Oklahoma has reached a $25 million settlement with Farmers Insurance over the company’s handling of earthquake claims, state officials say.
Oklahoma Attorney General Mike Hunter and Insurance Commissioner Glen Mulready said an investigation revealed Farmers denied or failed to properly pay approximately 1,000 earthquake claims submitted by Oklahomans who purchased coverage to protect their property.
The company will reopen the claims process and re-evaluate the claims using an independent administrator. Approved claims will be paid pursuant to an individual insured’s policy.
Farmers has said it believes its actions with respect earthquake claims in Oklahoma “are in good faith and correct,” according to an Associated Press report. The company emphasized in a statement that it “has not admitted to any wrongdoing in this settlement, and our decision to settle should not be misconstrued as an admission that we believe any claims were improperly denied,” the AP reported.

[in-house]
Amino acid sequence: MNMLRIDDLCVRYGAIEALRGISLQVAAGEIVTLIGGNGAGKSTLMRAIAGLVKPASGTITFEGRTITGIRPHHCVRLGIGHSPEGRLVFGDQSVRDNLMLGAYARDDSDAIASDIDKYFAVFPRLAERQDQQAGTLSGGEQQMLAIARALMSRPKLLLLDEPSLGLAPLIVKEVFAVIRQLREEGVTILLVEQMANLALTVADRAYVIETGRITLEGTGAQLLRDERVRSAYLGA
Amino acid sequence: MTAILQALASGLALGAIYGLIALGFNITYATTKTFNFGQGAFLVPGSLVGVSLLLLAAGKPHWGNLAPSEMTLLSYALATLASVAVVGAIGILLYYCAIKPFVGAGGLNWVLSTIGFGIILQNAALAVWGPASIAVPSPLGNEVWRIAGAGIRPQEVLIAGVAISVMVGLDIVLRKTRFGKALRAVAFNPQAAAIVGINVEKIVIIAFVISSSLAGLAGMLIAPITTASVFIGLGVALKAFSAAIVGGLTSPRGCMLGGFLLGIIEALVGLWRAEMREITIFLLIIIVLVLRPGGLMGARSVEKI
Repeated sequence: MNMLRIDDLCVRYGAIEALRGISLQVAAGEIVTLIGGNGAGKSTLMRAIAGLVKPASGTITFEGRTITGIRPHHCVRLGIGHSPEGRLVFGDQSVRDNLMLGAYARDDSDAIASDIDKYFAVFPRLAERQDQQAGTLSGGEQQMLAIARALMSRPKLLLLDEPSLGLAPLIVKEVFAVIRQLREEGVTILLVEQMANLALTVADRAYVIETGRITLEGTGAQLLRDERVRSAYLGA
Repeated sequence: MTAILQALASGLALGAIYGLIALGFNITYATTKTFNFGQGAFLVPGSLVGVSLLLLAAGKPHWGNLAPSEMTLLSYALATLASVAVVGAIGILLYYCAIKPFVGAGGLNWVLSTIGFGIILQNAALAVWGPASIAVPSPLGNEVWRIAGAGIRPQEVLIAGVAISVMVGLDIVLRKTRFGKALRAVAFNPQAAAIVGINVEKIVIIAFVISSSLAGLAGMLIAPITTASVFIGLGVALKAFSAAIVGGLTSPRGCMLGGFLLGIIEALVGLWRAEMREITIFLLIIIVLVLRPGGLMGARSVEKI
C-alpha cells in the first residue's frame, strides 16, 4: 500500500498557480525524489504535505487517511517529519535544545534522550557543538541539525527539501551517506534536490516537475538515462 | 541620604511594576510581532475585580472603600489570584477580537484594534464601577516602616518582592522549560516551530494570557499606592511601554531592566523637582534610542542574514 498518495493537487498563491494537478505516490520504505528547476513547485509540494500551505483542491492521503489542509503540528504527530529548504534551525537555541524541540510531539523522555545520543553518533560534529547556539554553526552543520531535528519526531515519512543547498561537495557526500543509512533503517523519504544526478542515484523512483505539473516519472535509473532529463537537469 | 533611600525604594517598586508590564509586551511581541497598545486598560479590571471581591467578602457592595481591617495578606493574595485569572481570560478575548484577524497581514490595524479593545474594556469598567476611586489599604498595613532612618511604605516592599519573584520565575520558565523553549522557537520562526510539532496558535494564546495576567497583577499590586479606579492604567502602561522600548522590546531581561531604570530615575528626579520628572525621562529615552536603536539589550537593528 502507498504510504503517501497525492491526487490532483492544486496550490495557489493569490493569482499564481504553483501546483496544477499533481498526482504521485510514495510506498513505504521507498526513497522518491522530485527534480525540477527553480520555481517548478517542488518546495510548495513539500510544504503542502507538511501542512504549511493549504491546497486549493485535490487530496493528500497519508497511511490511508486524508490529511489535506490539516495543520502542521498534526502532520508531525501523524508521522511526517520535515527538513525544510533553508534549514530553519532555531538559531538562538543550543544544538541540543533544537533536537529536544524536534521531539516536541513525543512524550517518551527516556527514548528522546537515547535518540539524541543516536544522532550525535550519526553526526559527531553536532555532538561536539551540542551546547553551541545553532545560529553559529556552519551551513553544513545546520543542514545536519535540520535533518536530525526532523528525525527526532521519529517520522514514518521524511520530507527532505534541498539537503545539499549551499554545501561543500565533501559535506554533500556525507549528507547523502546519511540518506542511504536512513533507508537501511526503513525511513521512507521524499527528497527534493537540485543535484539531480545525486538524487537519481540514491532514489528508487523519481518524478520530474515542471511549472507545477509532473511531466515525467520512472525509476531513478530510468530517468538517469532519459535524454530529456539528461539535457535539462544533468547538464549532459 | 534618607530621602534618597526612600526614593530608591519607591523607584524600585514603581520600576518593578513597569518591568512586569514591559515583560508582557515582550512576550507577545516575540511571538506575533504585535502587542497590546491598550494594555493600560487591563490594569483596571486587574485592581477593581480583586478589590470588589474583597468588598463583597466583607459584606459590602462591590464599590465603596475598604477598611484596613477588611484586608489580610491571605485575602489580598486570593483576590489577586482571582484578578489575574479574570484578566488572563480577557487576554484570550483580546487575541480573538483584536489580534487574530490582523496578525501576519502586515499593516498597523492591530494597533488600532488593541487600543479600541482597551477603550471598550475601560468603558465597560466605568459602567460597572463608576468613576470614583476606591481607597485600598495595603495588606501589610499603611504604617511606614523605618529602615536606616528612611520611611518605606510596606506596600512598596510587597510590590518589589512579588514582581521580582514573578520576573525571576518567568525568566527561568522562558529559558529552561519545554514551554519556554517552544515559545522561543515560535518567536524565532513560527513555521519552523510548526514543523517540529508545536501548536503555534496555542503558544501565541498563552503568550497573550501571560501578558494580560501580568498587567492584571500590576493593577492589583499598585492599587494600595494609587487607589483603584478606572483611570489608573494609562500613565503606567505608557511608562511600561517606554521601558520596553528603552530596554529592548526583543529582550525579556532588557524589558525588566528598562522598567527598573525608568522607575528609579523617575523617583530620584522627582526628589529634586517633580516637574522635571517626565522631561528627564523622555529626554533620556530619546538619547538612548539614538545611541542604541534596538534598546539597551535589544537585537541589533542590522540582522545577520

The Oklahoma AG’s office said under the agreement, Farmers will make additional payments as needed if damages exceed the agreed upon amount to pay eligible claims.
The terms of the agreement include:
- An earthquake claims review process will be formed to re-examine every eligible claim.
- Farmers will send each eligible insured a written notice that their claim has been re-opened for review and describe the earthquake claims review process.
- If an eligible individual has more than one eligible earthquake claim, all eligible earthquake claims will be re-examined.
- The state and Farmers will mutually agree upon an independent, third-party claim administrator with Oklahoma property claims expertise. Farmers can have no prior or existing relationship with the claim administrator.
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